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The American Popular Ballad of the Golden Era, 1924-1950: A Study in Musical Design Hardcover – October 16, 1995

3.3 out of 5 stars 4 customer reviews

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Editorial Reviews

Review


Co-Winner of the 1997 Wallace Berry Distinguished Book Award, Society for Music Theory


"He brings the technique to bear on American popular ballads of the 'Golden Age.'... The book is brilliantly planned and ... elegantly written."--The Times Literary Supplement

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Product Details

  • Hardcover: 336 pages
  • Publisher: Princeton University Press; First edition (October 16, 1995)
  • Language: English
  • ISBN-10: 069104399X
  • ISBN-13: 978-0691043999
  • Product Dimensions: 10.3 x 7.3 x 1.3 inches
  • Shipping Weight: 2.2 pounds
  • Average Customer Review: 3.2 out of 5 stars  See all reviews (4 customer reviews)
  • Amazon Best Sellers Rank: #2,375,446 in Books (See Top 100 in Books)

Customer Reviews

Top Customer Reviews

Format: Hardcover
The author is a professor of the theory of music at Yale. As such, he's on to something here, but in his hands American popular music becomes little more than an academic subject. Missing in his heavyhanded academese is the accessability that has made these songs so popular in the first place. As a pianist who plays these songs over and over and who takes them seriously as a pre-eminent American contribution to world culture, I learned little except some biographical facts (inexplicably, though he has a gender-oriented chapter on women in this genre, he leaves out Dorothy Fields, one of the best in either sex). Additionally, the book is not inexpensive and no discount is offered. My thanks to Amazon for its liberal return policy. Note: There's an enthusiastic five-star review of this book which I suspect was written by the author or a close friend. It's undeserved. Alex Wilder's American Popular Music is much the better book, and much cheaper, too!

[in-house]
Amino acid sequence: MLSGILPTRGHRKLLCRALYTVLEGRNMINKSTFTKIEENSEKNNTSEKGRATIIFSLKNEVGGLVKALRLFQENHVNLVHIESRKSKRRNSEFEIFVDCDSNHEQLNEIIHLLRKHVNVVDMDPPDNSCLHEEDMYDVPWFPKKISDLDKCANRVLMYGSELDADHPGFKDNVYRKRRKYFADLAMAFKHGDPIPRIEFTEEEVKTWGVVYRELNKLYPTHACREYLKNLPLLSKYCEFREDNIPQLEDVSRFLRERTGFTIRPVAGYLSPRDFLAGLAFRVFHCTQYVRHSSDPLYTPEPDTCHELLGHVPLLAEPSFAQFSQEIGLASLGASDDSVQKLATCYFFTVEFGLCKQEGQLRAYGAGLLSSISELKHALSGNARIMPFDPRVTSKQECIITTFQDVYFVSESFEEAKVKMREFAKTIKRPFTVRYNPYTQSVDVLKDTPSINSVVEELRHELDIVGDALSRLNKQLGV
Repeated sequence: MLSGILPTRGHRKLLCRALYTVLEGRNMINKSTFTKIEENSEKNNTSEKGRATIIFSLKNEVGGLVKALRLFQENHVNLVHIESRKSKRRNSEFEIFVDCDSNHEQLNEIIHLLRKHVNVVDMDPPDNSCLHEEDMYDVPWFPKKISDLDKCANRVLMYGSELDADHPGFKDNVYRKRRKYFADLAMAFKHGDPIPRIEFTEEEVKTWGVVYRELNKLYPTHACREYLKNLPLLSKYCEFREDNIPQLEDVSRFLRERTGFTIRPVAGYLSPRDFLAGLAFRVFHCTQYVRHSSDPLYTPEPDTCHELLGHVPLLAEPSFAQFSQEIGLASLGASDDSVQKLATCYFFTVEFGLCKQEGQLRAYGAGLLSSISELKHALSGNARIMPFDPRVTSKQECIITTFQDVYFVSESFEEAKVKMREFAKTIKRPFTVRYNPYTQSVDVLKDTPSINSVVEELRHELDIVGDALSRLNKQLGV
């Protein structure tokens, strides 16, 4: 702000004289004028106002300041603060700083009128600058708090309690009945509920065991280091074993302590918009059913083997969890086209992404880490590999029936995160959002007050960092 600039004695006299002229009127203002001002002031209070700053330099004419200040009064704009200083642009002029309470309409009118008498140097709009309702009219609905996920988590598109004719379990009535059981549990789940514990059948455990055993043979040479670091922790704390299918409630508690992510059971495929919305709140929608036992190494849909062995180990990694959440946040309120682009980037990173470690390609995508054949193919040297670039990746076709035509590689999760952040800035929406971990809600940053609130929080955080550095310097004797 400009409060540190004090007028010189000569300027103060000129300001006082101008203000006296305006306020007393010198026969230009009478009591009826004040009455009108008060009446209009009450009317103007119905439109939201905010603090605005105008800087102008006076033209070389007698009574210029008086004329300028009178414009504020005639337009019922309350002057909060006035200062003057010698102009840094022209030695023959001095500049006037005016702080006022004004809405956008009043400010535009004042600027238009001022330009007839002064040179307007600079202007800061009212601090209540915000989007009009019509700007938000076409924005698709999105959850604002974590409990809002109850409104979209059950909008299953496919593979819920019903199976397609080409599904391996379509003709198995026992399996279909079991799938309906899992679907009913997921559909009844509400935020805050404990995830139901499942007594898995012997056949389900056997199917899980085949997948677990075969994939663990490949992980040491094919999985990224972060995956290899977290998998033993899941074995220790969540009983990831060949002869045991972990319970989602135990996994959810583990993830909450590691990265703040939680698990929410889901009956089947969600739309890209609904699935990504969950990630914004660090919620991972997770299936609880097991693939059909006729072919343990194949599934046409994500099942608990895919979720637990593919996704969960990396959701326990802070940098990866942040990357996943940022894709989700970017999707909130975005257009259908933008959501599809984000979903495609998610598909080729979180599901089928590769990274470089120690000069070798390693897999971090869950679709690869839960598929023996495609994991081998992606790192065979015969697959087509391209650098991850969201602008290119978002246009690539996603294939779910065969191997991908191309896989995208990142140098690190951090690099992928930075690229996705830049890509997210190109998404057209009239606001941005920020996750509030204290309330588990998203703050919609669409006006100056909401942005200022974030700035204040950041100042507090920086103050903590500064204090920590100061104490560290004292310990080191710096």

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Format: Hardcover
More analytical than Wilder's similar reference, but Wilder covers a few more composers. Anybody who is serious about the subject will need both sources.
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Format: Hardcover
The author examines a selection of standard popular ballads, using Schenkerian analysis, a technique developed for analyzing the deeper structures of classical music and one very important in the field of musicology. This approach offers a new perspective on this beloved repertoire and reveals both its similarities to and differences from Western art music. The introductions to each analysis--offering general information--can be enjoyed by all; and the analyses themselves, while complex, are fascinating for the scholar. Altogether, this book helps instill a new respect for these popular song composers. Only partially appropriate for the general reader, this book is essential reading for those seeking a more scholarly approach to the topic.
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By A Customer on November 13, 2001
Format: Hardcover
According to its blurb this book "seeks to illuminate this extraordinary music indigenous to America by revealing its deeper organizational characteristics". Professional music theorists and graduate students familiar with the earlier and notorious "The Structure of Atonal Music" know that this is something more ominous than "heavy handed academese". The author's method of "revealing...deeper organizational characteristics" is to arbitrarily circle arbitrary sets of notes, assign them meaningless names like "4-17", and make trivial assertions about the integers from zero to eleven. If you're interested in American popular music you should get hold of something that really has to do with American popular music, not this.
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